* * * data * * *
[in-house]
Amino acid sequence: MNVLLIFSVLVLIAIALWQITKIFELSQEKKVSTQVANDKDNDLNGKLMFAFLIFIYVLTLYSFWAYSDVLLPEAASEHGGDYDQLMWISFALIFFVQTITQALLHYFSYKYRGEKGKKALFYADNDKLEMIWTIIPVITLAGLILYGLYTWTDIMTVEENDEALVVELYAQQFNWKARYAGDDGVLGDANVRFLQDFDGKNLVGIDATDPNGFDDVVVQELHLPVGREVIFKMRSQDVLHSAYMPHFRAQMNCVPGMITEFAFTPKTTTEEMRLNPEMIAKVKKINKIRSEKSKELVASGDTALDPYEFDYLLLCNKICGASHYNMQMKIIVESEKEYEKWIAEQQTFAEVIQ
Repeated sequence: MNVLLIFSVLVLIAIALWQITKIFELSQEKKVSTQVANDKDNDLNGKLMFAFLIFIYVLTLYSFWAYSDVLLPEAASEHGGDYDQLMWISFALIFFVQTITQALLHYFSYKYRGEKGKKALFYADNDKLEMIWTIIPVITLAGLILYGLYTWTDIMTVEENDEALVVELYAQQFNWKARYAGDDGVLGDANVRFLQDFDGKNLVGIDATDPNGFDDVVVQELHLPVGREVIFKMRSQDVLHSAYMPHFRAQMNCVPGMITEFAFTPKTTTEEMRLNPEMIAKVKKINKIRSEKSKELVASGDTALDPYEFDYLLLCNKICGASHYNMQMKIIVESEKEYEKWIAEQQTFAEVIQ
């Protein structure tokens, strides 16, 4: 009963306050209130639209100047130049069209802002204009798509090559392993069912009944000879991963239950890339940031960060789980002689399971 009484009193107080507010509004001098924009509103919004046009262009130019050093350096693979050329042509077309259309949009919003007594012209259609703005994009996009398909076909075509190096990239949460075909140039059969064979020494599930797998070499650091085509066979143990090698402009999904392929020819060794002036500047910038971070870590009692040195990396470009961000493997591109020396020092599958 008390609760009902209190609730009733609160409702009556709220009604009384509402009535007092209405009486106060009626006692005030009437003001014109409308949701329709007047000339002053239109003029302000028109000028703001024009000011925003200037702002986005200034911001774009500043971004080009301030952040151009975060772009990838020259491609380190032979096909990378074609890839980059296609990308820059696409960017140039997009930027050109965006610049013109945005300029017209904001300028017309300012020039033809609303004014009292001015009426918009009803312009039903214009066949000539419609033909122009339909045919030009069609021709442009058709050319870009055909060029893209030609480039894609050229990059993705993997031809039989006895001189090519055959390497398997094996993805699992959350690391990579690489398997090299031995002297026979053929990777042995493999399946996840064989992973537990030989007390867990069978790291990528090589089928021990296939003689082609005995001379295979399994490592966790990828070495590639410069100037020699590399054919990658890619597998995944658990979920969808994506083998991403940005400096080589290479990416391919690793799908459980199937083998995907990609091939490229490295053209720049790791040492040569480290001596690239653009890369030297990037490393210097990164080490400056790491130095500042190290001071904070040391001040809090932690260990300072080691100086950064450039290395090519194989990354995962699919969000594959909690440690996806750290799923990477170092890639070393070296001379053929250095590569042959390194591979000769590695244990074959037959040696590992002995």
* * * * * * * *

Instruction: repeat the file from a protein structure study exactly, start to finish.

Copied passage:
[in-house]
Amino acid sequence: MNVLLIFSVLVLIAIALWQITKIFELSQEKKVSTQVANDKDNDLNGKLMFAFLIFIYVLTLYSFWAYSDVLLPEAASEHGGDYDQLMWISFALIFFVQTITQALLHYFSYKYRGEKGKKALFYADNDKLEMIWTIIPVITLAGLILYGLYTWTDIMTVEENDEALVVELYAQQFNWKARYAGDDGVLGDANVRFLQDFDGKNLVGIDATDPNGFDDVVVQELHLPVGREVIFKMRSQDVLHSAYMPHFRAQMNCVPGMITEFAFTPKTTTEEMRLNPEMIAKVKKINKIRSEKSKELVASGDTALDPYEFDYLLLCNKICGASHYNMQMKIIVESEKEYEKWIAEQQTFAEVIQ
Repeated sequence: MNVLLIFSVLVLIAIALWQITKIFELSQEKKVSTQVANDKDNDLNGKLMFAFLIFIYVLTLYSFWAYSDVLLPEAASEHGGDYDQLMWISFALIFFVQTITQALLHYFSYKYRGEKGKKALFYADNDKLEMIWTIIPVITLAGLILYGLYTWTDIMTVEENDEALVVELYAQQFNWKARYAGDDGVLGDANVRFLQDFDGKNLVGIDATDPNGFDDVVVQELHLPVGREVIFKMRSQDVLHSAYMPHFRAQMNCVPGMITEFAFTPKTTTEEMRLNPEMIAKVKKINKIRSEKSKELVASGDTALDPYEFDYLLLCNKICGASHYNMQMKIIVESEKEYEKWIAEQQTFAEVIQ
């Protein structure tokens, strides 16, 4: 009963306050209130639209100047130049069209802002204009798509090559392993069912009944000879991963239950890339940031960060789980002689399971 009484009193107080507010509004001098924009509103919004046009262009130019050093350096693979050329042509077309259309949009919003007594012209259609703005994009996009398909076909075509190096990239949460075909140039059969064979020494599930797998070499650091085509066979143990090698402009999904392929020819060794002036500047910038971070870590009692040195990396470009961000493997591109020396020092599958 008390609760009902209190609730009733609160409702009556709220009604009384509402009535007092209405009486106060009626006692005030009437003001014109409308949701329709007047000339002053239109003029302000028109000028703001024009000011925003200037702002986005200034911001774009500043971004080009301030952040151009975060772009990838020259491609380190032979096909990378074609890839980059296609990308820059696409960017140039997009930027050109965006610049013109945005300029017209904001300028017309300012020039033809609303004014009292001015009426918009009803312009039903214009066949000539419609033909122009339909045919030009069609021709442009058709050319870009055909060029893209030609480039894609050229990059993705993997031809039989006895001189090519055959390497398997094996993805699992959350690391990579690489398997090299031995002297026979053929990777042995493999399946996840064989992973537990030989007390867990069978790291990528090589089928021990296939003689082609005995001379295979399994490592966790990828070495590639410069100037020699590399054919990658890619597998995944658990979920969808994506083998991403940005400096080589290479990416391919690793799908459980199937083998995907990609091939490229490295053209720049790791040492040569480290001596690239653009890369030297990037490393210097990164080490400056790491130095500042190290001071904070040391001040809090932690260990300072080691100086950064450039290395090519194989990354995962699919969000594959909690440690996806750290799923990477170092890639070393070296001379053929250095590569042959390194591979000769590695244990074959037959040696590992002995």